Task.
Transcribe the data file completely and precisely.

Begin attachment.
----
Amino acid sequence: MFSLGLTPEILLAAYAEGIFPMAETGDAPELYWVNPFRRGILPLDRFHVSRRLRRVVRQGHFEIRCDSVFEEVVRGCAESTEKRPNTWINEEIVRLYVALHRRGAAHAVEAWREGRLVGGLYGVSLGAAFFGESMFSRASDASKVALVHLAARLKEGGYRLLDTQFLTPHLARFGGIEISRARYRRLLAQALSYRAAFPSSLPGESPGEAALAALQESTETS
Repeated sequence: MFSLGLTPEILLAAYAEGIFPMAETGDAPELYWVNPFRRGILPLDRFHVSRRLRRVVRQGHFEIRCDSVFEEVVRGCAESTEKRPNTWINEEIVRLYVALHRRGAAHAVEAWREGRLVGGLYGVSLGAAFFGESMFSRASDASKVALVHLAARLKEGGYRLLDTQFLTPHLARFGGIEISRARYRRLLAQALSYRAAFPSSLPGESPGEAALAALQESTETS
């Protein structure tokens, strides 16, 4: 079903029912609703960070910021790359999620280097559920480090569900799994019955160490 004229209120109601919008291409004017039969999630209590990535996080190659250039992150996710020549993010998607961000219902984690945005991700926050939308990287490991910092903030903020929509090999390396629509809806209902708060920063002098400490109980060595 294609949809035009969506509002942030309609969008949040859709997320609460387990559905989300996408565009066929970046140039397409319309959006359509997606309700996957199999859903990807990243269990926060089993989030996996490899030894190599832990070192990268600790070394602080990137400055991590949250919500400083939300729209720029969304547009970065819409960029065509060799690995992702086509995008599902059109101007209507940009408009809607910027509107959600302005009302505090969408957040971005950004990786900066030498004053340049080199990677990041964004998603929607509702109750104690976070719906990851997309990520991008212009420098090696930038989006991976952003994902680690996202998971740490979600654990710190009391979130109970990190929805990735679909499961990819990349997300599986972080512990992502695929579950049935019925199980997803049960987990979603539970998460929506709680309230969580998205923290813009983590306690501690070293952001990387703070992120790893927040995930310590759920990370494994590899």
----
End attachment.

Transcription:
Amino acid sequence: MFSLGLTPEILLAAYAEGIFPMAETGDAPELYWVNPFRRGILPLDRFHVSRRLRRVVRQGHFEIRCDSVFEEVVRGCAESTEKRPNTWINEEIVRLYVALHRRGAAHAVEAWREGRLVGGLYGVSLGAAFFGESMFSRASDASKVALVHLAARLKEGGYRLLDTQFLTPHLARFGGIEISRARYRRLLAQALSYRAAFPSSLPGESPGEAALAALQESTETS
Repeated sequence: MFSLGLTPEILLAAYAEGIFPMAETGDAPELYWVNPFRRGILPLDRFHVSRRLRRVVRQGHFEIRCDSVFEEVVRGCAESTEKRPNTWINEEIVRLYVALHRRGAAHAVEAWREGRLVGGLYGVSLGAAFFGESMFSRASDASKVALVHLAARLKEGGYRLLDTQFLTPHLARFGGIEISRARYRRLLAQALSYRAAFPSSLPGESPGEAALAALQESTETS
């Protein structure tokens, strides 16, 4: 079903029912609703960070910021790359999620280097559920480090569900799994019955160490 004229209120109601919008291409004017039969999630209590990535996080190659250039992150996710020549993010998607961000219902984690945005991700926050939308990287490991910092903030903020929509090999390396629509809806209902708060920063002098400490109980060595 294609949809035009969506509002942030309609969008949040859709997320609460387990559905989300996408565009066929970046140039397409319309959006359509997606309700996957199999859903990807990243269990926060089993989030996996490899030894190599832990070192990268600790070394602080990137400055991590949250919500400083939300729209720029969304547009970065819409960029065509060799690995992702086509995008599902059109101007209507940009408009809607910027509107959600302005009302505090969408957040971005950004990786900066030498004053340049080199990677990041964004998603929607509702109750104690976070719906990851997309990520991008212009420098090696930038989006991976952003994902680690996202998971740490979600654990710190009391979130109970990190929805990735679909499961990819990349997300599986972080512990992502695929579950049935019925199980997803049960987990979603539970998460929506709680309230969580998205923290813009983590306690501690070293952001990387703070992120790893927040995930310590759920990370494994590899």